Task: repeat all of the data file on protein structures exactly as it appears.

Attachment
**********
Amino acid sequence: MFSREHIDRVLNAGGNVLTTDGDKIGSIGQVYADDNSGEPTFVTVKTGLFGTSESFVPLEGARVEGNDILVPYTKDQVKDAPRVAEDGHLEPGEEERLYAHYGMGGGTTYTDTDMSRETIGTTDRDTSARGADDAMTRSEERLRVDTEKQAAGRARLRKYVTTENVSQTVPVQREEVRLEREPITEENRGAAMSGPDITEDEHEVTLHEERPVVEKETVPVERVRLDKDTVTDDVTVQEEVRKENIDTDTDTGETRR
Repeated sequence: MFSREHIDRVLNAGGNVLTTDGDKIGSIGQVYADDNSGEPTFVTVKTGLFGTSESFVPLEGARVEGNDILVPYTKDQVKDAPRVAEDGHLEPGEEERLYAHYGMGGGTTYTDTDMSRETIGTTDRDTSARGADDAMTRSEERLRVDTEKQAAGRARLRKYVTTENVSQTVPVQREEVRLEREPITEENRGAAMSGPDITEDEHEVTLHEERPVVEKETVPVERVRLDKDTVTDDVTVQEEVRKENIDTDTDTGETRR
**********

Amino acid sequence: MFSREHIDRVLNAGGNVLTTDGDKIGSIGQVYADDNSGEPTFVTVKTGLFGTSESFVPLEGARVEGNDILVPYTKDQVKDAPRVAEDGHLEPGEEERLYAHYGMGGGTTYTDTDMSRETIGTTDRDTSARGADDAMTRSEERLRVDTEKQAAGRARLRKYVTTENVSQTVPVQREEVRLEREPITEENRGAAMSGPDITEDEHEVTLHEERPVVEKETVPVERVRLDKDTVTDDVTVQEEVRKENIDTDTDTGETRR
Repeated sequence: MFSREHIDRVLNAGGNVLTTDGDKIGSIGQVYADDNSGEPTFVTVKTGLFGTSESFVPLEGARVEGNDILVPYTKDQVKDAPRVAEDGHLEPGEEERLYAHYGMGGGTTYTDTDMSRETIGTTDRDTSARGADDAMTRSEERLRVDTEKQAAGRARLRKYVTTENVSQTVPVQREEVRLEREPITEENRGAAMSGPDITEDEHEVTLHEERPVVEKETVPVERVRLDKDTVTDDVTVQEEVRKENIDTDTDTGETRR